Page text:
As young readers, we were captivated by certain stories and books. The ones we most loved we probably have gone on reading over again ever since. In the early years of our reading lives, we sought books new to us that would have something like the same magic. The obvious thing to do was find books with similar plots and that were marketed as being something like what we already loved.
Loving The Lord of the Rings, we noticed books that publishers marketed as being in the Tolkien tradition – which, if you are my age, meant everything from Silverlock to The Tritonian Ring to The Weirdstone of Brisingamen to the Gormenghast books to Lord Foul’s Bane to The Sword of Shannara and many more. If we were lucky, something kept us from tackling some of these too soon, and enabled us to sense, even as young readers, that others weren’t worth reading at all. But likely enough we read our way through lots of journeys across imaginary landscapes inhabited by beings venerable, noble, or ghastly. A few of them might remain favorites, even though some of the stories in this group now don’t seem all that Tolkienian; and some of the books we read back then we couldn’t chew our way through today if we were offered good money to do so.
What we didn’t realize during much of our reading lives was that sometimes, perhaps often, when we wanted “something like” Tolkien, it wasn’t necessarily an imaginary world romance that we desired. We wanted something that would evoke an excitement and the stirring of imagination like Tolkien’s masterpiece did (and still does). But, at least as we grew older, this mood – I’ll call it that for convenience – this mood might not require a work of fantasy, and, in fact, if mood like this is what we really wanted, the day could have arrived in which the right non-fantasy might be more pleasing than almost any so-called “Tolkienian fantasy.”
For example, one might find Patrick Leigh Fermor’s Long Walk trilogy* more satisfying than any number of works of fantasy, when in the mood in which one would love a long narrative about striding through wonderful changing landscapes, sleeping rough and waking with a fine appetite as the morning sun casts long shadows over hills and distant forested mountains, traveling on foot eagerly or maybe wearily and encountering people who speak other tongues and whose memories are rich with lore we have never heard, and making progress over many months to a remote destination.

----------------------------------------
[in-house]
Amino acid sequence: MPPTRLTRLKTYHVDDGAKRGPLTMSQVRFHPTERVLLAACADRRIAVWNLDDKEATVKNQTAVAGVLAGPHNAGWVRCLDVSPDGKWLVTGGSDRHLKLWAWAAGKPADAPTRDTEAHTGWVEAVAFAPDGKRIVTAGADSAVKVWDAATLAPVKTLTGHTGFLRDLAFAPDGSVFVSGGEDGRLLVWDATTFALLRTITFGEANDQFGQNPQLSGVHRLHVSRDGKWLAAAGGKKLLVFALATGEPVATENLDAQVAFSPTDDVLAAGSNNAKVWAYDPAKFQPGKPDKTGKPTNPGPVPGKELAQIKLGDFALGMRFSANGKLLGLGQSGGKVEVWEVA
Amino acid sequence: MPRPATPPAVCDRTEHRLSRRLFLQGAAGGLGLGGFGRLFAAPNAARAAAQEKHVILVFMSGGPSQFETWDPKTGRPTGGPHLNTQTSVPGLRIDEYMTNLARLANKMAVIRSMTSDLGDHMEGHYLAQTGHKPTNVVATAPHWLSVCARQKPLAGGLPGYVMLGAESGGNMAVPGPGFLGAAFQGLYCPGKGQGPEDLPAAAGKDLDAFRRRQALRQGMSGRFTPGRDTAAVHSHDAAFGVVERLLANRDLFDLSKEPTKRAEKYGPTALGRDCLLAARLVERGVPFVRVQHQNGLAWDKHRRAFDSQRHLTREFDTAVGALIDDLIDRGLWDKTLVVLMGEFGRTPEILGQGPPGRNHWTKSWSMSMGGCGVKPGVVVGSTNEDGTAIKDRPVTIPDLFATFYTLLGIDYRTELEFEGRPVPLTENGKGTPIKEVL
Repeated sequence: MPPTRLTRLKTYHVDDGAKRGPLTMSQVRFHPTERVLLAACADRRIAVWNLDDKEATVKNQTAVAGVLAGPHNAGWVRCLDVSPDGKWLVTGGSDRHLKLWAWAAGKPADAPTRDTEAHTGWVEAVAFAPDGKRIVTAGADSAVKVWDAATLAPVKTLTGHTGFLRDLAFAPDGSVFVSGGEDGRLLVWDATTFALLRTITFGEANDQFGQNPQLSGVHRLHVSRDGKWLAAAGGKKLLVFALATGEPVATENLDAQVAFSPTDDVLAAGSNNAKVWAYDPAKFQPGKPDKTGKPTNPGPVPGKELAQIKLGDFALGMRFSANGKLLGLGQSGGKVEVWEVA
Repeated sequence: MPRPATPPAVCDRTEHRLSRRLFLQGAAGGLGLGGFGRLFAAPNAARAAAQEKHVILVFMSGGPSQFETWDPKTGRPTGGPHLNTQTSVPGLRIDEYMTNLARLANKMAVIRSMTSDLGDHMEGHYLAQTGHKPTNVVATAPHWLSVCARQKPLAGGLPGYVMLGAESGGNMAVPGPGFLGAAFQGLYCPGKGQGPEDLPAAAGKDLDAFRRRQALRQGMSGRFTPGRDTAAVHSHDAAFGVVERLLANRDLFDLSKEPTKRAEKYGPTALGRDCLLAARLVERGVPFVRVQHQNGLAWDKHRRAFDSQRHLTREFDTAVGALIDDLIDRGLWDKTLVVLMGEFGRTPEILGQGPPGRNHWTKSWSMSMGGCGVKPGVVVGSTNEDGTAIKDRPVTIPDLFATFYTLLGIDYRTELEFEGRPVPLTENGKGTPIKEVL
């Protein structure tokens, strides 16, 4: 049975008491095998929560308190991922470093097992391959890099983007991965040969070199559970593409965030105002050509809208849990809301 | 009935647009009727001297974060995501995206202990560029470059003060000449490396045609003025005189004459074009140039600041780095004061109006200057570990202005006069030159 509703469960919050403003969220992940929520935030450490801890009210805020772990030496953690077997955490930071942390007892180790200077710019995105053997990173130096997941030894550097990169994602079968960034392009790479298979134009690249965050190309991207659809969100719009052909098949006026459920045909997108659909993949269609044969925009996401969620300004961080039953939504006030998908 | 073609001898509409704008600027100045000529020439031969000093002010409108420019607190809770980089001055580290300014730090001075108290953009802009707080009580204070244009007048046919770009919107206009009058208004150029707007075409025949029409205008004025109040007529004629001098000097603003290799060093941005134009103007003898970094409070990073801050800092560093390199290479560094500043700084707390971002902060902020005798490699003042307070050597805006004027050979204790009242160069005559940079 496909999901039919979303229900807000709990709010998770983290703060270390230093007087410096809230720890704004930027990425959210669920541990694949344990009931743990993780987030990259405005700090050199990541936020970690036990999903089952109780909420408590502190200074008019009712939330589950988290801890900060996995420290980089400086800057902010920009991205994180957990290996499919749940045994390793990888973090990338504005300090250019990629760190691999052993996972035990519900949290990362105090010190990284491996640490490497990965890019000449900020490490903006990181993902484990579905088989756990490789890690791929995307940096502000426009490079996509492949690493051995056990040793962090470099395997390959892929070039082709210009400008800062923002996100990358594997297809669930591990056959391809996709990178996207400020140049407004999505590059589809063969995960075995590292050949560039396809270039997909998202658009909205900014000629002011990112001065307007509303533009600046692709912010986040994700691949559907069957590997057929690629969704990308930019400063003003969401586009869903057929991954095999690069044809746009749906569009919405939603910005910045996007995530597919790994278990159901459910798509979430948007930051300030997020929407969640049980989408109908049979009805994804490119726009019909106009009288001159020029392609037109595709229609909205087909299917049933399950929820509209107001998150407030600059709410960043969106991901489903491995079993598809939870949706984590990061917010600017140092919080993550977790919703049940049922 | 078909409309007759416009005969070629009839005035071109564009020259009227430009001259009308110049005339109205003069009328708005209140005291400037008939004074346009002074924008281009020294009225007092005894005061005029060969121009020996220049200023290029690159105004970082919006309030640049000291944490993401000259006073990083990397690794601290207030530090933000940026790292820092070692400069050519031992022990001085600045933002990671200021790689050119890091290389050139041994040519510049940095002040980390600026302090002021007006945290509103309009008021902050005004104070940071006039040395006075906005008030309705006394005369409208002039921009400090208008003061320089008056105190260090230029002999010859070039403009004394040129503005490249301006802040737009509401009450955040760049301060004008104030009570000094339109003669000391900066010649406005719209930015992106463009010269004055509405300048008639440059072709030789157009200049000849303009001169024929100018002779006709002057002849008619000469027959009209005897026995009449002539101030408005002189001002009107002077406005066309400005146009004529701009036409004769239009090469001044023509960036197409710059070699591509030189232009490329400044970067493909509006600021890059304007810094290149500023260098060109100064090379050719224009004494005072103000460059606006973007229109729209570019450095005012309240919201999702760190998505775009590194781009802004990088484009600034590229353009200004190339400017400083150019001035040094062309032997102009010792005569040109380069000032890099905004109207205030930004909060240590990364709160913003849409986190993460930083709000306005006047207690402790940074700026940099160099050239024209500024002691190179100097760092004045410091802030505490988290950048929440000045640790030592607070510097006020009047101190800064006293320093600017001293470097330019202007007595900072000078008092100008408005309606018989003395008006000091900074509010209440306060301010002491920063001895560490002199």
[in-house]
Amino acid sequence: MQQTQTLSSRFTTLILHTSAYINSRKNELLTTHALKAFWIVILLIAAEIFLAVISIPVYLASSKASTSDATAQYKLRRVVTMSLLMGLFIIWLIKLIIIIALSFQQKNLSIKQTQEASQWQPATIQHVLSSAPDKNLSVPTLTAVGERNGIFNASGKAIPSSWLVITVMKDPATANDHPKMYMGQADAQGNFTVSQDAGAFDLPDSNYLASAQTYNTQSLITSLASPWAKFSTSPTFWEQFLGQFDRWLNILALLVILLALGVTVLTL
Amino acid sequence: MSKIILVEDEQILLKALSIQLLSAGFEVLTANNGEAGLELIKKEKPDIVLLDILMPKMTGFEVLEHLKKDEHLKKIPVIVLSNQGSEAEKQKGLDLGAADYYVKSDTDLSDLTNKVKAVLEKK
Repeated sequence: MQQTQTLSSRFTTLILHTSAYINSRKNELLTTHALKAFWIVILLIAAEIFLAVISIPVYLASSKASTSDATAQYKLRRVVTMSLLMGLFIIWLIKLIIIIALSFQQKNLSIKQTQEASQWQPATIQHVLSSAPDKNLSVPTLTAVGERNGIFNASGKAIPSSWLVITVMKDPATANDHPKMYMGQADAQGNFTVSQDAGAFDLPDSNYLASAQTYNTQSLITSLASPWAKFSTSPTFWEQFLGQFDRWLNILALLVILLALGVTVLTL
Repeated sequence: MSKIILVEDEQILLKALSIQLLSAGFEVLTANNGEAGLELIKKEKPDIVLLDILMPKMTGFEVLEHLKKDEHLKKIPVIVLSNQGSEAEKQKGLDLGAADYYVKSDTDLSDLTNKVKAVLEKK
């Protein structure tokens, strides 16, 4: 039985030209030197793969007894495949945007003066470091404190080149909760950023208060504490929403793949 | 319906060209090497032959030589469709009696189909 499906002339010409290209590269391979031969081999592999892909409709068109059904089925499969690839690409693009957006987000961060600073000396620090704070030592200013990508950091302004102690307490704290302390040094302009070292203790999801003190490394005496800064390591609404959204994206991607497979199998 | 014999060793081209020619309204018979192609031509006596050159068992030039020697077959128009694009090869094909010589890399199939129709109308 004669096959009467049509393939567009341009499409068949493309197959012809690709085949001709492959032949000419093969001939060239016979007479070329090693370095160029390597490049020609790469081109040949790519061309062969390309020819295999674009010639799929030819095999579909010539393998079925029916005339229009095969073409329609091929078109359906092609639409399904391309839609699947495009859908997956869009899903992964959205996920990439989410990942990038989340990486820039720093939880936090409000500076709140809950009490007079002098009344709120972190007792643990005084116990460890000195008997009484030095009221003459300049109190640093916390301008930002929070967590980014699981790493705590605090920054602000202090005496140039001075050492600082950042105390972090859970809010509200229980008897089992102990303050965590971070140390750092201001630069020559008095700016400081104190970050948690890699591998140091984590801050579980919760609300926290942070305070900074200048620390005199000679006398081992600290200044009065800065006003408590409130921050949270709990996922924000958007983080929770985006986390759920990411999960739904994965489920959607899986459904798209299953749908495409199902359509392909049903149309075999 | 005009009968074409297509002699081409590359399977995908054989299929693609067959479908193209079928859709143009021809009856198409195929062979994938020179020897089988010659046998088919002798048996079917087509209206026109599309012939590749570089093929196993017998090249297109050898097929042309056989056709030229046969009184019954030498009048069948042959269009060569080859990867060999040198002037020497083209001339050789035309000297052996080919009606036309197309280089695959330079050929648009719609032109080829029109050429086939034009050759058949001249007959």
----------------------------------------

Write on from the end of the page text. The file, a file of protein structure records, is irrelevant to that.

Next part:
To take a different author – if you read Lovecraft in your early teens, he may have captivated you and you may have sought, in other authors, something like some special mood that you’d found in HPL. It may have been years before you realized that you really aren’t all that fond of pulp horror and never were; that what you relish in Lovecraft is a mood compounded of curiosity, uneasy reverie, and antiquarian appreciation. If that’s so, then you may derive far more satisfaction from reading Joseph Mitchell’s essay “Up in the Old Hotel” than stories by Lovecraft’s epigones, with their rigmarole of plot and “Mythos” allusion.
It will probably take time and wide reading to find our way to these books, essays, and stories that are, obviously, not imitations of the books we already know and love, and yet are (for us) rewardingly “something like” them. Writers of paperback blurbs probably won’t help us. I’m not sure that we will have lots of great discoveries if we try first off to abstract out the things we like in our favorites other than plot and genre, and then try to formulate a means of finding so-far-unread things that will also offer this or that mood or quiddity. Rather, it’s likely to be the case that we realize only after we read “Up in the Old Hotel” that it engenders a mood something like that which we experienced in reading “The Shunned House,” and so on. It’s liberating when we realize that we are free to let go the type of search for “something like” books that depends on binding ourselves to similar plots and genre.
Conversely, how sad if it happens that we read deeper and deeper into a genre, with ever more diminishing returns of enjoyment, till the time comes when we throw off the whole thing as something we have outgrown, casting aside not only a series of inferior works but even the original – and still excellent – one that got us started.
*A Time of Gifts; Between the Woods and the Water; The Broken Road – a young man rambling from the Hook of Holland to Constantinople in 1933-1934; see also Nick Hunt’s Walking the Woods and the Water.
© 2016 Dale Nelson